I do not understand the rationale for StateT with ExceptT. Ofc we should not use them with IO. Yet I do not see the problem in pure transformer stack, indeed order affects semantics! That is the whole point.

So if you don’t want to use IO, nor recover from exceptions thrown from pure code (error, undefined, throw), then you can use MTL/transformers, and the benefit you get in return is that you can combine them in different orders to (sometimes) get different semantics. That much I agree with.

Why is it the whole point? A property “rearranging the order doesn’t change behavior” is very nice to have, not to mention that it decouples the notion of “I want the shape of returned value to look like this” from “I want the code to behave like this”. There’s no reason to expect these should be related.

My opinion is that StateT/ExceptT situation is an accidental misfeature stemming from their definitions (similar to StateT losing state updates on exceptions, which some people try to defend talking about “transactional behavior”) that bites you sooner or later. YMMV though.


Thanks. Could this not be more accurately described as a deficiency of the monadic type m rather than a problem inherent in StateT, in that as you allude to an error cannot be represented in m and hence returned as part of a runStateT ?

Could this not be more accurately described as a deficiency of the monadic type m

Perhaps, if you consider Either e (as a Monad) to be “deficient”. By design, Either e a contains no as in the Left case. That’s it’s whole point! And StateT s (Either e) keeps track of its state by returning it as part of the a. So when there is no a (which is desirable) there is no state.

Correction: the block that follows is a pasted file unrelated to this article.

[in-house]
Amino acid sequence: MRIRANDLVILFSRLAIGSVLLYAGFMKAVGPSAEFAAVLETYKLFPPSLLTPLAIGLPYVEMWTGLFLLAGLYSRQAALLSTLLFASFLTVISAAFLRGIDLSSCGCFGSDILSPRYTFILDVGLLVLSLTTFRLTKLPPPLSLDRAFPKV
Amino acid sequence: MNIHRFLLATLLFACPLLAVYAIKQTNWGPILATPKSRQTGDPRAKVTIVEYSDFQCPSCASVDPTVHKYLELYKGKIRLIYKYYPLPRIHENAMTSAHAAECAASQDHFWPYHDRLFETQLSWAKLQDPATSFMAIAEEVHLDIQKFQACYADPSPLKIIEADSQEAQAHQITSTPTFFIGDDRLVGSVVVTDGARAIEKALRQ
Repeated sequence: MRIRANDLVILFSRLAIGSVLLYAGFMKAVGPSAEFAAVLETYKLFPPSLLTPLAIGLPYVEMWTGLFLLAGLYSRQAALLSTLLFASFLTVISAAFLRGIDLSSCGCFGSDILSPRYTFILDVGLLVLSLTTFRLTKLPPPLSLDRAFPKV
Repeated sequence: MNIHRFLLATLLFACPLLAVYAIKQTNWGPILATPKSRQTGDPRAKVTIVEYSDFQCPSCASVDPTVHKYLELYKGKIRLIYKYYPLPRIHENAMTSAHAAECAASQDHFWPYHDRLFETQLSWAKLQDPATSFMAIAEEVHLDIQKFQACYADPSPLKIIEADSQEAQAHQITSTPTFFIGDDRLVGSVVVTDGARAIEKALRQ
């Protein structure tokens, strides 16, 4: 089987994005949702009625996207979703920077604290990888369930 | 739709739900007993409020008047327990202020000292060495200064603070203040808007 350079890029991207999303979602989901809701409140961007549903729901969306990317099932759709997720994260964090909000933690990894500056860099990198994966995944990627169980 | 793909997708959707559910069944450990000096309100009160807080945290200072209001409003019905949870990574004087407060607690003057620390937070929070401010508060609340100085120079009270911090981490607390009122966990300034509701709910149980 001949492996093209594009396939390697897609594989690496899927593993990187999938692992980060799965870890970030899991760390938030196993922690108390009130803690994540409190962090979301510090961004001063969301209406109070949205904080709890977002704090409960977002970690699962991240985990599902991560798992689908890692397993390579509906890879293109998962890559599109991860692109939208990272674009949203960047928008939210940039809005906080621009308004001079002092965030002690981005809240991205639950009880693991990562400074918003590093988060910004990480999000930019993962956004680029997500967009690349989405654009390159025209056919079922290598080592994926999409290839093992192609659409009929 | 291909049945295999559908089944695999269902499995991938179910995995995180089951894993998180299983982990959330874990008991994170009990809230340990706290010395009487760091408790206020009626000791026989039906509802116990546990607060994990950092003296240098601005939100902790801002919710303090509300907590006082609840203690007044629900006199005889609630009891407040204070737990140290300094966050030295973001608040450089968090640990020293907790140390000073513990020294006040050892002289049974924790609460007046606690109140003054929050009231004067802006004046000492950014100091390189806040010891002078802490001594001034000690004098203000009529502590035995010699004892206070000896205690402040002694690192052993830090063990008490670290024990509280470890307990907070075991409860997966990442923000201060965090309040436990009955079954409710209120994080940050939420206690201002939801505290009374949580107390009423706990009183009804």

To cope with this you can either may Either e and StateT s cooperate, by arranging for StateT s to smuggle its state into the Left case, to be restored later (that’s the MonadBaseControl way), or you can just embrace one monad to rule them all (that’s the ReaderT ... IO and effectful way).

The MonadBaseControl way proved too complicated in practice, and it didn’t really work properly anyway. The ReaderT ... IO way doesn’t allow you to remove effects and return to the pure world. The effectful way seems to be the best of all worlds.



  • Bob wants the current state to be preserved across errors as much as possible in his program;

  • Jan wants transactional behaviour - errors discard the current state - in her library;

  • They both then try to use effectful.

…can effectful “read minds”?

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That doesn’t make sense. No effect system directly gives you “transactional state”, not even StateT s (Either e). In order to run it on a state you have to runStateT the whole thing, at which point you get a s -> Either e (s, a) and you’re no longer in a (stateful) effect system anyway.

Now, you could say that

transactionally :: s -> StateT (Either e) a -> StateT m (Either e a)

is an implementation of transactions in MTL. But then